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18/12/2017

Product Breakthroughs: 2017 Review

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A walking body and gestural arms: George Jarrett looks back on a year in which trade bodies and scientists pushed technology forwards.

Planet IBC has shifted orbit. The undeniable forces behind the use of globally common IP services, IT kit, and cloud services, the impetus behind VOD as streaming costs shrink, the challenges and potentials of artificial intelligence and virtual reality, the recreation in software of virtually every key function, and the rise of open source ingenuity are a few of the determining factors behind that orbital shift.

It all amounts to the bold recognition of necessary risk for IBC as the focus shifts towards the craft skill community sustaining the new identity of what we knew as the television business, and keeping IBC important: the old fable about the artist and the engineer becoming one is mighty close to realisation.

There were a number of big factors that made 2017 a traffic light year: green for go was the IBC IP Showcase, at which over 50 vendors combined to showcase the IP enabling wonders of SMPTE ST 2110. And the extra wonderment of documents and specs in the form of things like AMWA's IS-05, vital connection management within IP facilities, and IMF for broadcast, wonderful for the automated re-versioning of content, were almost as important as 2110.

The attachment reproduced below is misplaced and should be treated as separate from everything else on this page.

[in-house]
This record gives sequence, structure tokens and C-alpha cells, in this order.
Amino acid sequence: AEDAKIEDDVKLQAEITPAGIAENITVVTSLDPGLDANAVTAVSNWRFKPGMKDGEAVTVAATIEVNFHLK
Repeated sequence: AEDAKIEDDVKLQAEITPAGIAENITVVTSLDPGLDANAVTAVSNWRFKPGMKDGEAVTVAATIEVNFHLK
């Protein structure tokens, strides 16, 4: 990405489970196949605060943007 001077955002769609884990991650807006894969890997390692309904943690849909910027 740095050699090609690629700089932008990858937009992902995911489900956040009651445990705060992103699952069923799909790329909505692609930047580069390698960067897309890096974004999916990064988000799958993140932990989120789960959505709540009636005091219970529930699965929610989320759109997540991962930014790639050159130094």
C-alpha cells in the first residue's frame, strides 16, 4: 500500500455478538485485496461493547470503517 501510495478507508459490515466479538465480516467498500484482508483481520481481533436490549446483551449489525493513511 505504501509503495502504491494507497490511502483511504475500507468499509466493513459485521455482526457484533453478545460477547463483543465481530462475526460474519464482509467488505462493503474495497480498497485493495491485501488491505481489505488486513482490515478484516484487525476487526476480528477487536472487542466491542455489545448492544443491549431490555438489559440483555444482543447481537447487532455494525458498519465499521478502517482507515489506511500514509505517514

The contradictions and concerns hover around the fact that too many vendors (over 1,750) are fighting to prosper in a $52 billion dollar marketplace that looks doomed to witness a rush of acquisitions and mergers.

The camera and lens sectors of the market were the most active in terms of genuine new products around full frame, across an environment looking for an end-to-end dynamic workflow for HDR free of expensive and proprietary technology issues, and an end to SDI. Sony's UHC-8300 8K camera (7680X4320, 120p) was one of the big beta stage sightings, in large part because of its 1.25 inch 8K sensors. NAB 2018 will show us a lot more of it.